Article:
Spagnoli Family Cancer Center
Orange Regional Medical Center
707 East Main Street
Middletown, NY 10940
Thyroid cancer is a type of cancer that forms within the thyroid gland and usually forms as a lump or nodule in the neck. Most thyroid nodules are not cancerous and are about three times common in women than men.
Thyroid cancer is more common in people who have had exposure to ionizing radiation such as X-rays, radiation therapy near the neck or have been exposed to nuclear accidents.
A family history of thyroid cancer also increases the risk for thyroid cancers such as the medullary and papillary types. The RET gene may be mutated in familial thyroid cancer. (RET stands for "rearranged during transfection"). Additionally, a low iodine diet, which is not commonly seen in the United States, is also a risk factor
Symptoms, such as the ones below, do not mean that you have thyroid cancer. If present, your doctor should further evaluate you with a physical examination and diagnostic imaging. Many people with thyroid cancer do not have any symptoms and some cancers are found on imaging tests performed for other reasons.
- Neck lumps
- Difficulty swallowing or breathing
- Persistent throat or neck pain
- Persistent cough
- Diagnosis of a thyroid cancer
Lumps in the thyroid gland, or nodules, are extremely common; five to 10 percent of people will develop a palpable thyroid nodule sometime in their life. Most thyroid nodules are harmless, but some may cause problems. Occasionally nodules will produce a thyroid hormone independent of the body's need, leading to hyperthyroidism. Larger nodules can also cause a feeling of pressure or fullness in the neck, shortness of breath, difficulty swallowing or pain in the neck, jaw or ear. Although nodules are usually noncancerous (benign), about 5 percent are cancerous.
If you notice an unusual lump in your neck, you should see your doctor. Your doctor may first order blood tests to check thyroid hormones and a thyroid ultrasound examination. Your doctor may then order a fine-needle biopsy or (Fine Needle Aspiration), which is the most accurate and useful method to evaluate a thyroid nodule for cancer.
FNA is a very safe and well-tolerated procedure in which a thin needle is inserted in the nodule to obtain a sample of cells for analysis. Often an ultrasound is used to ensure that the needle is placed accurately within the nodule. The procedure is usually performed by an interventional radiologist, endocrinologist or thyroid surgeon.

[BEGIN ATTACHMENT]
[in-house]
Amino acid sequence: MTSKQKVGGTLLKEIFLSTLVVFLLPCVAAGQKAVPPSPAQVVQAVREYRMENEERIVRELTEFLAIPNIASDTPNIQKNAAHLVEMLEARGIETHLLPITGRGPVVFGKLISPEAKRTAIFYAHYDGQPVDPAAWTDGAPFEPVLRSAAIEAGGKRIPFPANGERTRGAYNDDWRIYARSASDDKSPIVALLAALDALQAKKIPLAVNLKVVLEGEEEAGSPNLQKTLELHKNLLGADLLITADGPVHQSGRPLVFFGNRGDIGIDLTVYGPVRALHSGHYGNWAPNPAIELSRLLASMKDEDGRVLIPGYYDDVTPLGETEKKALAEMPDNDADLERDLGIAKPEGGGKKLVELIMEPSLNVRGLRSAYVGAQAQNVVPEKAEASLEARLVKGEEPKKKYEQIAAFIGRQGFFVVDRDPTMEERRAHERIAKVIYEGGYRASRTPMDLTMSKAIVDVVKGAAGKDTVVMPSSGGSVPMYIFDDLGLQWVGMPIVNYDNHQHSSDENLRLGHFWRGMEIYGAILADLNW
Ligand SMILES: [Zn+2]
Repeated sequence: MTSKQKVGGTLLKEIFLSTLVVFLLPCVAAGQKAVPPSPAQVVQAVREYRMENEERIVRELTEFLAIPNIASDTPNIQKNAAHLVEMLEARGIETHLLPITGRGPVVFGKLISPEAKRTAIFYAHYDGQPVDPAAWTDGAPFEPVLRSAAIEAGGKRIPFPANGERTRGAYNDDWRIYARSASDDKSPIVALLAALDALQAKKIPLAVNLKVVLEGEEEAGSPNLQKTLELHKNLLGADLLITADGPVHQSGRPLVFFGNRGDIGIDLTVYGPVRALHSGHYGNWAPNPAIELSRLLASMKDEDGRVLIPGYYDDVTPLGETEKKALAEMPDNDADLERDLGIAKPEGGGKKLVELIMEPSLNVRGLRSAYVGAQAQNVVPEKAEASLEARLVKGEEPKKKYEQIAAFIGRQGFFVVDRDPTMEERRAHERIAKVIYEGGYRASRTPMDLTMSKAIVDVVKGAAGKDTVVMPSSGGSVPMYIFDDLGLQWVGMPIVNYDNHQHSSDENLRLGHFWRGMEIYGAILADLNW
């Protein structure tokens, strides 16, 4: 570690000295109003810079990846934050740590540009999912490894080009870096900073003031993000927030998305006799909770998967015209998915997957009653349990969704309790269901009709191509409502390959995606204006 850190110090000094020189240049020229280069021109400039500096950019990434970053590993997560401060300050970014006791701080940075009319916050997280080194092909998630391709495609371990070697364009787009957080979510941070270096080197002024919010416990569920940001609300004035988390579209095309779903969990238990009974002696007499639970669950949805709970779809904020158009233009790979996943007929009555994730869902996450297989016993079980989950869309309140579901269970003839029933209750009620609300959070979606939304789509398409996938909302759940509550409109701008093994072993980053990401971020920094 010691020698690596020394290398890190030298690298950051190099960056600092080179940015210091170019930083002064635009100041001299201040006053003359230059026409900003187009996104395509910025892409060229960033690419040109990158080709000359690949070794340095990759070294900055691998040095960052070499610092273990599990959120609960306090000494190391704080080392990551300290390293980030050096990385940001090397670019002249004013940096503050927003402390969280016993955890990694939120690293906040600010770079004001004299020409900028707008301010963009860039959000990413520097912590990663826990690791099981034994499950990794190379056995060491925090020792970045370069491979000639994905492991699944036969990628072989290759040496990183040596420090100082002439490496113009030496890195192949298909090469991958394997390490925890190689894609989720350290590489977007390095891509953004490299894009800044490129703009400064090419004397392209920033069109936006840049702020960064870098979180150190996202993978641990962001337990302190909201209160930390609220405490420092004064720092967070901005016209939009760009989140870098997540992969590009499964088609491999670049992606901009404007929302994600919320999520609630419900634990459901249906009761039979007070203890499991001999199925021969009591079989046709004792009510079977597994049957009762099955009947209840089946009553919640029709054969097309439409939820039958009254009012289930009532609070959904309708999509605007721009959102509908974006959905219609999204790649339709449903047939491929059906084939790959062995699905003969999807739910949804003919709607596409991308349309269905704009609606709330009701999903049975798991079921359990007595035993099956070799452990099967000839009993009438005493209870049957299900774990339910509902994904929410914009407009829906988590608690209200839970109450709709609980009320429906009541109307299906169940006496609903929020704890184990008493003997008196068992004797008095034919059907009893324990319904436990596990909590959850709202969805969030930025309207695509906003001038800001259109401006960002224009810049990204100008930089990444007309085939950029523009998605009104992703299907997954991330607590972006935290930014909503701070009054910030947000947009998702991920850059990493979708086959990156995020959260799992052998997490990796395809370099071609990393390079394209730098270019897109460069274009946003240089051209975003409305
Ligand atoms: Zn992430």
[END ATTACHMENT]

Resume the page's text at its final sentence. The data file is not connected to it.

FNA is highly accurate to detect thyroid cancer. If the result is suspicious for papillary thyroid cancer or a Hurthle cell neoplasm, thyroid surgery with partial or total removal of the thyroid is indicated. At times, FNA may be inconclusive if there insufficient cells or if a drop of blood mixes with the specimen. In this case the biopsy is often repeated or at times surgery is performed for diagnosis. If the diagnosis is benign, an ultrasound examination is advised at 6 to18 months to assess for growth.
Types of Thyroid Cancer
Papillary carcinoma is the most common type of thyroid cancer (70 percent) and is most often curable and may spread to the lymph nodes
Follicular cancer is the second most common thyroid cancer (10 to 15 percent) and is usually curable. It may spread to lungs and bones
Medullary Thyroid Carcinoma:
An aggressive, rare cancer that may be familial or sporadic. This cancer rapidly spreads to lymph nodes or other organs
A very rare and highly invasive form of thyroid cancer that is often deadly
Surgery is the primary treatment method for most thyroid cancers.
Radioactive Iodine Ablation:
Radioactive iodine treatment is administered after thyroid surgery to higher risk patients by a radiation oncologist to eradicate residual thyroid tissue after surgery or to treat thyroid cancer that has spread to other regions
Hormonal Suppression Therapy:
While all patients who have their entire thyroid gland removed take thyroid hormone medication, higher risk patients with thyroid cancers, take higher than normal doses of thyroid hormone to suppress growth signals to the thyroid (TSH)
External Beam Radiation Therapy and Chemotherapy:
These treatments are reserved for very aggressive or metastatic cases of thyroid cancer
Orange Regional offers Complementary Therapies as a part of your recovery. Complementary Therapies aim to treat the whole person, not just the symptoms of an illness. Orange Regional Medical Center offers Reiki Therapy as a natural approach to healing and wellness and our Pet Therapy Program helps make a positive impact on the health and wellbeing of our patients.
Find a physician that performs thyroid surgery - select 'Thyroid Surgery' in the 'Areas of Interest' pull down box or call the Orange Regional Health Connection at 1-888-321-ORMC (1-888-321-6762).
To read more about our Thyroid Cancer Services and additional Oncology Services, please view our 2011 Oncology Annual Report.